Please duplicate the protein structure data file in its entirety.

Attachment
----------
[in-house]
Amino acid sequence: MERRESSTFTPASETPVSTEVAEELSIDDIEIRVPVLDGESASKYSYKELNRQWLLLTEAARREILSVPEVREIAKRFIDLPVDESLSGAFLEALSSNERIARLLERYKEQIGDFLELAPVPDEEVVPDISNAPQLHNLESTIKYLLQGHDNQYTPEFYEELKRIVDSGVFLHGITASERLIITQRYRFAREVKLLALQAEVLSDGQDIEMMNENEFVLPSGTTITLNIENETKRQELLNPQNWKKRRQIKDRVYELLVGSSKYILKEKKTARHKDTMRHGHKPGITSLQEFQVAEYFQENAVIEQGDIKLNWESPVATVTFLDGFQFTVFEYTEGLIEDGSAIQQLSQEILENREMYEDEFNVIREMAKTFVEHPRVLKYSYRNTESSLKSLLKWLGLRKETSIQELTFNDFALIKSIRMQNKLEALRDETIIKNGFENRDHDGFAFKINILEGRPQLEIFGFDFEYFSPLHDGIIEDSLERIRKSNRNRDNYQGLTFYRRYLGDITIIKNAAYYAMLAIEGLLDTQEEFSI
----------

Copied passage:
[in-house]
Amino acid sequence: MERRESSTFTPASETPVSTEVAEELSIDDIEIRVPVLDGESASKYSYKELNRQWLLLTEAARREILSVPEVREIAKRFIDLPVDESLSGAFLEALSSNERIARLLERYKEQIGDFLELAPVPDEEVVPDISNAPQLHNLESTIKYLLQGHDNQYTPEFYEELKRIVDSGVFLHGITASERLIITQRYRFAREVKLLALQAEVLSDGQDIEMMNENEFVLPSGTTITLNIENETKRQELLNPQNWKKRRQIKDRVYELLVGSSKYILKEKKTARHKDTMRHGHKPGITSLQEFQVAEYFQENAVIEQGDIKLNWESPVATVTFLDGFQFTVFEYTEGLIEDGSAIQQLSQEILENREMYEDEFNVIREMAKTFVEHPRVLKYSYRNTESSLKSLLKWLGLRKETSIQELTFNDFALIKSIRMQNKLEALRDETIIKNGFENRDHDGFAFKINILEGRPQLEIFGFDFEYFSPLHDGIIEDSLERIRKSNRNRDNYQGLTFYRRYLGDITIIKNAAYYAMLAIEGLLDTQEEFSI